"We've also had less teacher turnover and less discipline incidents," Webb said.
Several teachers, parents and students have voiced their displeasure through e-mails, phone calls and visits to Strong last week, and several are expected to speak out at today's 7 p.m. board meeting at the central office.
This from the Cincinnati Enquirer.
Note: Administrative tenure was eliminated with KERA and principals can be demoted easily, but they retain their tenure, and consequently their due process rights, as teachers. Demoting principals has become more common in recent years. Firings...not so much. Strong's reference to an "administrative contract" leads me to assume this is really a demotion.
A woman denied a teaching degree on the eve of graduation because of a MySpace photo has sued the university.
Although Snyder apologized, she learned the day before graduation that she would not be awarded an education degree or teaching certificate.
Jane S. Bray, dean of the School of Education, accused Snyder of promoting underage drinking, the suit states.
Bill Hines, a physical education teacher at the school for 27 years, shook his head a little, smiled and said, “I’ll tell you one thing: they don’t run in here like that for basketball.”
It is a scene being repeated across the country as schools deploy the blood-pumping video game Dance Dance Revolution as the latest weapon in the nation’s battle against the epidemic of childhood obesity.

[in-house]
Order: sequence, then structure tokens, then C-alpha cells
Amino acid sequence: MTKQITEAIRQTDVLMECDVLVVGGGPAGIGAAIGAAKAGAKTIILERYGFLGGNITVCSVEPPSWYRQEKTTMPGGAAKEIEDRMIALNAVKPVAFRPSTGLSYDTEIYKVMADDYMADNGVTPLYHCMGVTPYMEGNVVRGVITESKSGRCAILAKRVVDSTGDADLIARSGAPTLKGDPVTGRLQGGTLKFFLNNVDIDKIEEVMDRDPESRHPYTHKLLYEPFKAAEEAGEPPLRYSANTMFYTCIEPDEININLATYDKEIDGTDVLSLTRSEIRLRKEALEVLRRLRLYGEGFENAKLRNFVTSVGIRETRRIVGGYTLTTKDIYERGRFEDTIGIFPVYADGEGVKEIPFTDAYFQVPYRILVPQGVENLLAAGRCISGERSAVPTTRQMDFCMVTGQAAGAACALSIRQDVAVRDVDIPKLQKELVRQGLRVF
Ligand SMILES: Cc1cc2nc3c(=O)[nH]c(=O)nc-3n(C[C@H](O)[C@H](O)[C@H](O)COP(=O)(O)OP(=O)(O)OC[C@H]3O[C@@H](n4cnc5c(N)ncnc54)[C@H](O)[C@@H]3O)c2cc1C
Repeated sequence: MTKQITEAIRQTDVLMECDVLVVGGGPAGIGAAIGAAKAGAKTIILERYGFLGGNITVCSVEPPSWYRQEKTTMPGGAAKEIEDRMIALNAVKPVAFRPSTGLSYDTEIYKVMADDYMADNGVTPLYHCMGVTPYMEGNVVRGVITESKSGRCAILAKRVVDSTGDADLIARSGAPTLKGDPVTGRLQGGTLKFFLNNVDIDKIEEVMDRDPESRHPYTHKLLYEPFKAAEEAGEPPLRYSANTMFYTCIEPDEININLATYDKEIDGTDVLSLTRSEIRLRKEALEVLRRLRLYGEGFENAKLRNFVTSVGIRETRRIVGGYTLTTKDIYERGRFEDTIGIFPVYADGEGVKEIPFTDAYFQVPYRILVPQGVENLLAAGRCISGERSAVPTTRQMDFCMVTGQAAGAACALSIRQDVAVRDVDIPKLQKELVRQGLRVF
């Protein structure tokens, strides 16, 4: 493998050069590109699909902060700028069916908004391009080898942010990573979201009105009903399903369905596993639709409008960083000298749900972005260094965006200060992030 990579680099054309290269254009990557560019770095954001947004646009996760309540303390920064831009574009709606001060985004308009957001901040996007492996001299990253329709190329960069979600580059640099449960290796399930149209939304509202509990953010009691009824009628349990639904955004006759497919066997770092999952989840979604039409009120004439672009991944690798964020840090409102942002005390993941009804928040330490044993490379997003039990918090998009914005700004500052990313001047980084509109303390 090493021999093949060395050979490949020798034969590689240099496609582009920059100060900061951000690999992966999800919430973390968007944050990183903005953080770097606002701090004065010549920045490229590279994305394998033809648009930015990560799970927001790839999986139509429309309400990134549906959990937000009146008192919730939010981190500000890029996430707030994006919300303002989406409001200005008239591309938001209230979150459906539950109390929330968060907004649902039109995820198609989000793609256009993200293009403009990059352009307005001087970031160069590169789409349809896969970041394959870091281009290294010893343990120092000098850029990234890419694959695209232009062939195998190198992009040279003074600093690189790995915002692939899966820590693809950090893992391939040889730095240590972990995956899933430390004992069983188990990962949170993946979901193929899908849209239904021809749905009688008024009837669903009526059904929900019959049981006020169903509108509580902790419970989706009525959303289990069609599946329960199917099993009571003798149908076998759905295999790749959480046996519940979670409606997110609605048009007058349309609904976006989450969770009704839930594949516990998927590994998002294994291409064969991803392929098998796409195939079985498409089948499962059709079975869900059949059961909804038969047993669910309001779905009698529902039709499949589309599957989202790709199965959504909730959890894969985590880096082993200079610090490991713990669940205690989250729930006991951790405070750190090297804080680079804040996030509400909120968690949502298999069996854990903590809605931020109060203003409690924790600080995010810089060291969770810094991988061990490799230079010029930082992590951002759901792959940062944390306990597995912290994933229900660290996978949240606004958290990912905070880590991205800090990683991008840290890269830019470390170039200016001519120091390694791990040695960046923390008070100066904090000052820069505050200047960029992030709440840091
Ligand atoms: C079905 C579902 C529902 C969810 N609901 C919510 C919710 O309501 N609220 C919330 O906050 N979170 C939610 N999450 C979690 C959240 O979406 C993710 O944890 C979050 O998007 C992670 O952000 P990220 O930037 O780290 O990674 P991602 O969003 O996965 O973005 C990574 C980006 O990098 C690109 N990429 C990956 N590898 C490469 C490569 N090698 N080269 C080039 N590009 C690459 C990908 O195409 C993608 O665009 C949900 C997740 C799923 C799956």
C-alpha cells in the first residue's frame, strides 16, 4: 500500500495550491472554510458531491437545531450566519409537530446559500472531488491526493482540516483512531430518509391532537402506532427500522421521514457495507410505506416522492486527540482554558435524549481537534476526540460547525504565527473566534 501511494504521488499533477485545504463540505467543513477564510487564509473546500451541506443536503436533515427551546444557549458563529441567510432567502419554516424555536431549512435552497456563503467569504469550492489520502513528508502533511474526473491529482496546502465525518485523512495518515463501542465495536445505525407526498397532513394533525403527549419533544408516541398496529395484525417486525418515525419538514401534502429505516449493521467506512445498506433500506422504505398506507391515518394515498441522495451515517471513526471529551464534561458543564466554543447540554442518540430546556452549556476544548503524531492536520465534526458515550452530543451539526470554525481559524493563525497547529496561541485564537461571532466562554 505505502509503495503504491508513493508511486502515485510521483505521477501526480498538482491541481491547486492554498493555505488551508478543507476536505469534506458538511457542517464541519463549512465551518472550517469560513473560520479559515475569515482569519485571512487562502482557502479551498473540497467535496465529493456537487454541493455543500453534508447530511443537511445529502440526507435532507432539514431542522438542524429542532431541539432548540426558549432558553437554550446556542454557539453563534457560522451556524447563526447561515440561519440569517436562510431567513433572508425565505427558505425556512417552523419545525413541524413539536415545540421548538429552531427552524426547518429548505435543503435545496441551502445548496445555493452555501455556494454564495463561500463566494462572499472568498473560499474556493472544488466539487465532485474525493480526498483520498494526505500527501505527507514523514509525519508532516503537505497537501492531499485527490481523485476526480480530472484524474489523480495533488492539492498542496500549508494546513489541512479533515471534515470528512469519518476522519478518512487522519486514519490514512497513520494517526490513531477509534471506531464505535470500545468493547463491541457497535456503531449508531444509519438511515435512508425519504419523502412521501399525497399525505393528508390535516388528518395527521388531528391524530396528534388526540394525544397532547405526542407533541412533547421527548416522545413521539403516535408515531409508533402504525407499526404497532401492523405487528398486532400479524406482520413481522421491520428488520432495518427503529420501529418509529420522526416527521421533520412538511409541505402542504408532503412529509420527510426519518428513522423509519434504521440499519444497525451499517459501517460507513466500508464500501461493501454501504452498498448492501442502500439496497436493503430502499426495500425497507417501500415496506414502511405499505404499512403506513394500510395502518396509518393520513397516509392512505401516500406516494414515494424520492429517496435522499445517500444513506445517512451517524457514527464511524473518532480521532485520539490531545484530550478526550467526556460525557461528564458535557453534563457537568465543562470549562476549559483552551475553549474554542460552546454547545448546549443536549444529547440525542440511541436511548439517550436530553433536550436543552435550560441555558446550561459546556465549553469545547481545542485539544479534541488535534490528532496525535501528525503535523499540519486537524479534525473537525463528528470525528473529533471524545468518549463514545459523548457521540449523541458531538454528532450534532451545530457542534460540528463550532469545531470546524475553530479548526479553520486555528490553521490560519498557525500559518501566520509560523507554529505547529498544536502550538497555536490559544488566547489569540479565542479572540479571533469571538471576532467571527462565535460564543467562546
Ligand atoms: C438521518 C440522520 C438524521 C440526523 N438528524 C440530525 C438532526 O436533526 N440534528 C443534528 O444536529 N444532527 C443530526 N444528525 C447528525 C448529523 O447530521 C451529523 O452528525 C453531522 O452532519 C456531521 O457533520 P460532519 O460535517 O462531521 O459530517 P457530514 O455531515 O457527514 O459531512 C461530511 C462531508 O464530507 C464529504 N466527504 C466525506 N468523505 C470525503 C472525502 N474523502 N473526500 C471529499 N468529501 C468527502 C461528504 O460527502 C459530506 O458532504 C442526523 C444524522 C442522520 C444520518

Then came an online comment from someone screen-named "nowisright."
"Credibility comes into question when the claim that "she was a two-time superintendent of the year in Texas in the 1990s" appears to be misleading at best, and a flat out lie at worst. If you look at the Texas Association of School Boards, she is on the list once, not twice. Also notable, this is NOT the first time she has made this claim."
The KDE press release and numerous news reports repeat the claim that "She was named Texas Superintendent of the year in 1997 and 1998. " This sounds like she won the same award twice, but she didn't. Is this a case of shaky news reporting, or shifty candidate spin?
The TASB list verifies Erwin's 1997 selection, as does the Dallas Morning News, 8 Oct 1997.
In 1998, the winner was Gerald Anderson from Brazosport, whom I met when he visited with Fayette County school administrators around that time.
On 12 January 2000, the Dallas Morning News wrote, "Dr. Erwin was named 1997 Texas Superintendent of the Year by the Texas Association of School Boards. The Texas Association of School Administrators selected Dr. Erwin as the Texas nominee for the 1999 National Superintendent of the Year." The 6 February 2000 Arizona Republic verifies the nomination as well.
The winner of that award was Gerry House from Memphis Tenn.